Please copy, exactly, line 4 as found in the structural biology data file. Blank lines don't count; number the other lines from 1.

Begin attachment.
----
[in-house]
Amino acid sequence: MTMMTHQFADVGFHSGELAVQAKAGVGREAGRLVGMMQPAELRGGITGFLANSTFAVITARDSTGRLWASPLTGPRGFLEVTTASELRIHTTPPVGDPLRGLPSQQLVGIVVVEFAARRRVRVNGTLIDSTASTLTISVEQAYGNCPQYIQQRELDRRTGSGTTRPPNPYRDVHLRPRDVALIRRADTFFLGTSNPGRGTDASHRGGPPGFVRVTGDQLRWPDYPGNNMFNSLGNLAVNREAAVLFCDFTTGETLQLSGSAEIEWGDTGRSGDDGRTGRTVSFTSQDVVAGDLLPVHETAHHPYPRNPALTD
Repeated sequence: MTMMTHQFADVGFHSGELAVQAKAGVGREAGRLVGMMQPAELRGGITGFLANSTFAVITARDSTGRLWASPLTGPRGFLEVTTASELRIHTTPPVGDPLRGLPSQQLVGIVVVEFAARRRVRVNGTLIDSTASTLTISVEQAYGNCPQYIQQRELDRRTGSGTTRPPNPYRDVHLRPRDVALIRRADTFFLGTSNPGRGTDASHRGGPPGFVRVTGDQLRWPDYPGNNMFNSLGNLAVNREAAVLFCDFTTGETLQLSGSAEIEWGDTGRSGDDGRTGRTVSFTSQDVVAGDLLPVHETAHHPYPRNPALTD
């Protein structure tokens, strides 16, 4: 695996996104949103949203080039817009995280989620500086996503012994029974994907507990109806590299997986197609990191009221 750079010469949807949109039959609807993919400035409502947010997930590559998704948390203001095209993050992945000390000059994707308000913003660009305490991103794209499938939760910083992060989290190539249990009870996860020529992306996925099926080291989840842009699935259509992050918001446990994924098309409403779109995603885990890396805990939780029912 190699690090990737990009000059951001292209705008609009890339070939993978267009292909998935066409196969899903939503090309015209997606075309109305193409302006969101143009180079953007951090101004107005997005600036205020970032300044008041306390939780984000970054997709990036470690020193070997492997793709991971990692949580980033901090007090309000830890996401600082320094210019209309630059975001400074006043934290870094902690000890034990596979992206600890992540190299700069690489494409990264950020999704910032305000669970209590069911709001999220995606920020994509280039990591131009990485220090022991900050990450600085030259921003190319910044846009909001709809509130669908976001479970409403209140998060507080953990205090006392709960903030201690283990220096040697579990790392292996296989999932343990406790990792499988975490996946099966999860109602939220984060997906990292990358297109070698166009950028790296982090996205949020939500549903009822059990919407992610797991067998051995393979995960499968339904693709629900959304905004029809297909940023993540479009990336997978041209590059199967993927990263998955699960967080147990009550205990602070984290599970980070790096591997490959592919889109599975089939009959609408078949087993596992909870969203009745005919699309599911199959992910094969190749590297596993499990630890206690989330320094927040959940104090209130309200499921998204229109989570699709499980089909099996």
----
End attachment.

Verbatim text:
């Protein structure tokens, strides 16, 4: 695996996104949103949203080039817009995280989620500086996503012994029974994907507990109806590299997986197609990191009221 750079010469949807949109039959609807993919400035409502947010997930590559998704948390203001095209993050992945000390000059994707308000913003660009305490991103794209499938939760910083992060989290190539249990009870996860020529992306996925099926080291989840842009699935259509992050918001446990994924098309409403779109995603885990890396805990939780029912 190699690090990737990009000059951001292209705008609009890339070939993978267009292909998935066409196969899903939503090309015209997606075309109305193409302006969101143009180079953007951090101004107005997005600036205020970032300044008041306390939780984000970054997709990036470690020193070997492997793709991971990692949580980033901090007090309000830890996401600082320094210019209309630059975001400074006043934290870094902690000890034990596979992206600890992540190299700069690489494409990264950020999704910032305000669970209590069911709001999220995606920020994509280039990591131009990485220090022991900050990450600085030259921003190319910044846009909001709809509130669908976001479970409403209140998060507080953990205090006392709960903030201690283990220096040697579990790392292996296989999932343990406790990792499988975490996946099966999860109602939220984060997906990292990358297109070698166009950028790296982090996205949020939500549903009822059990919407992610797991067998051995393979995960499968339904693709629900959304905004029809297909940023993540479009990336997978041209590059199967993927990263998955699960967080147990009550205990602070984290599970980070790096591997490959592919889109599975089939009959609408078949087993596992909870969203009745005919699309599911199959992910094969190749590297596993499990630890206690989330320094927040959940104090209130309200499921998204229109989570699709499980089909099996």